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Black hole tum, won't you come... eat up all my food.
May 15, 2012 12:16 PM   Subscribe

Recipes for people with peptic ulcers? Or maybe a food list, and I can figure it out myself?

So, one of my best friends likely has an ulcer. She's at the doctor now for some treatment.

She had cantaloupe for dinner last night, which seems a little sad. So, I'd like to make her a delicious, satisfying, and safe dinner tonight. Does anyone have any recipes for the ulcer-y folk? Any food lists that you've tried, and are true?

This seems like something that should be on the internet, but the info is kind of sketchy.

I was lead through to this, but it seems mostly about heartburn. Can I assume that these foods/recipes are also cool for ulcers?

Let's feed this girl!
posted by functionequalsform to Food & Drink (3 answers total) 3 users marked this as a favorite
 
Those dishes look ok (here's another set aimed at ulcers)--I'd probably start with turkey, chicken, or seafood.

When I had ulcers, I read a lot on the web about what to eat and what to avoid--got some lists that overlapped a bit but then contradicted each other. I also read that many such lists were still based on the mostly obsolete idea that ulcers were caused by stress and diet (as opposed to H-pylori in most cases). And that any individual's safe/unsafe foods lists could be significantly different from another's.

So I after driving myself crazy with a new diet, I started eating and drinking whatever I liked. I found I could actually eat just about anything as long as food was varied meal to meal and portions not too large. My unsafe-in-any-amount-foods list ended up being very small indeed.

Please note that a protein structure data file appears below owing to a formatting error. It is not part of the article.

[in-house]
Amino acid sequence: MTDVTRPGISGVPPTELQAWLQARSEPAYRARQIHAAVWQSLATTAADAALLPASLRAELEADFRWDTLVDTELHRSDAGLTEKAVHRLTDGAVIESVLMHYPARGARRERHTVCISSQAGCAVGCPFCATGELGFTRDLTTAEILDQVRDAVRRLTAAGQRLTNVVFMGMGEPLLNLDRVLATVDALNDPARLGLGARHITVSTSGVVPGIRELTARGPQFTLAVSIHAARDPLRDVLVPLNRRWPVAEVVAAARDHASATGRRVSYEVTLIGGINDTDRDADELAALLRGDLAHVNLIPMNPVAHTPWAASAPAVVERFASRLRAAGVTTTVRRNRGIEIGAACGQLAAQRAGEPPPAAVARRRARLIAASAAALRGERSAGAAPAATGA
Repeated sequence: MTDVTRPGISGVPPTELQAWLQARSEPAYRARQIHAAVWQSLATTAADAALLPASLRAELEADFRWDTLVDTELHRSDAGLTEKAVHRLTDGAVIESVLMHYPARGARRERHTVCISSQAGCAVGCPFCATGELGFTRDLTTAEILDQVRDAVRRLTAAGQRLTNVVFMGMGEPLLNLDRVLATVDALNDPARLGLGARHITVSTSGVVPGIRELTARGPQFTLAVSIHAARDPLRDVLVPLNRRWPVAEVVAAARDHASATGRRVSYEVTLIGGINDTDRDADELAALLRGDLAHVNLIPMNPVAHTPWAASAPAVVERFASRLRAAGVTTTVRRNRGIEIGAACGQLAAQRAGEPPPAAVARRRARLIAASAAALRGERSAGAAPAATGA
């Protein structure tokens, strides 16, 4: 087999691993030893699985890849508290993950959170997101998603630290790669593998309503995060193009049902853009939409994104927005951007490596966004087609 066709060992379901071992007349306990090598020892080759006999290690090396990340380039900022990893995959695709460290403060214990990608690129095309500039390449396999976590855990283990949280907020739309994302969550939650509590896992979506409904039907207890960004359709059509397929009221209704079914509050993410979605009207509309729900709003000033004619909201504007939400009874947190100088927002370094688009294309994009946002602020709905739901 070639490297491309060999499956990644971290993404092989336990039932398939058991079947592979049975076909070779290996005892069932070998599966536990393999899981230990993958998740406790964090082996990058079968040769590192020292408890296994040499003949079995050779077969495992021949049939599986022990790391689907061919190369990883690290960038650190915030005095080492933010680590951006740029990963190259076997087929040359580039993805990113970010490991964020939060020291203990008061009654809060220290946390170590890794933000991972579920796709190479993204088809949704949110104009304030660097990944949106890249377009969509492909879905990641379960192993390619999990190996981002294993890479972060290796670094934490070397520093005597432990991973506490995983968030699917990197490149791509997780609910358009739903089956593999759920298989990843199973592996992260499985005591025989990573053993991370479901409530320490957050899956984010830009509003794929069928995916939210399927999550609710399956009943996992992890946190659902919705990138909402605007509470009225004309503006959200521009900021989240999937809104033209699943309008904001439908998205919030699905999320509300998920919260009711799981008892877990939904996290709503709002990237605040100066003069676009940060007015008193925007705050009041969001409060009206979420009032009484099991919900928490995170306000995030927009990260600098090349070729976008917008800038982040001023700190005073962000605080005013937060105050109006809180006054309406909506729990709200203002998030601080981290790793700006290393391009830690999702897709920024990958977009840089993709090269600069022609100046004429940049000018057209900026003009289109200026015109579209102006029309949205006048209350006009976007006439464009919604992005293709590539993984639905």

Some ulcers were still visible on endoscopy nearly a year later so I might've delayed healing a bit, but I wasn't in any immediate pain/discomfort from most meals.
posted by K.P. at 12:57 PM on May 15, 2012


God, the thought of eating cantaloupe on an ulcer makes my GERD hurt. But on that note, yes, generally what will not aggravate heartburn damage will also not aggravate stomach damage.

Is she having textural problems? Some things just feel too "hard" to me and I just want to eat as soft as possible. I personally avoid wheat because it's sketchy; her doctor might want her to limit dairy for a while (or all dairy except cultured, like yogurt, especially if she's on antibiotics for H. pylori) as well.

I think the ultimate wheatless, dairy-less (if necessary) soft filling comfort food would be shepherd's pie. Go really easy on the salt, and use corn/potato/tapioca starch rather than flour to thicken your gravy.

Or maybe non-spicy, un-ketchup'd, milk-free meatloaf with some white rice and butternut/acorn/yellow squash or zucchini?

It's going to depend on what it is that's happening when she eats, but you could offer those as jumping-off points and get some feedback from her about whether those seem like they would work. It's not really a question of X is "safe" and Y is not. Person X might be happily eating tomato sauce straight from the jar while Person Y has to go lay down if they eat potato. If she's in so much pain she's down to nothing but cantaloupe, she might need to go serious clear diet (like gastro clear diet, not BRAT) for a day or two to let her meds kick in. In which case you can do your best to make tea, jello, popsicles, and broth seem fun.
posted by Lyn Never at 1:06 PM on May 15, 2012


I've had ulcers in the past, and in my experience zinc is a highly effective antacid - it's much faster-acting, and without any of the side effects typically caused by standard treatments such a Prilosec.
posted by wolfdreams01 at 1:12 PM on May 15, 2012


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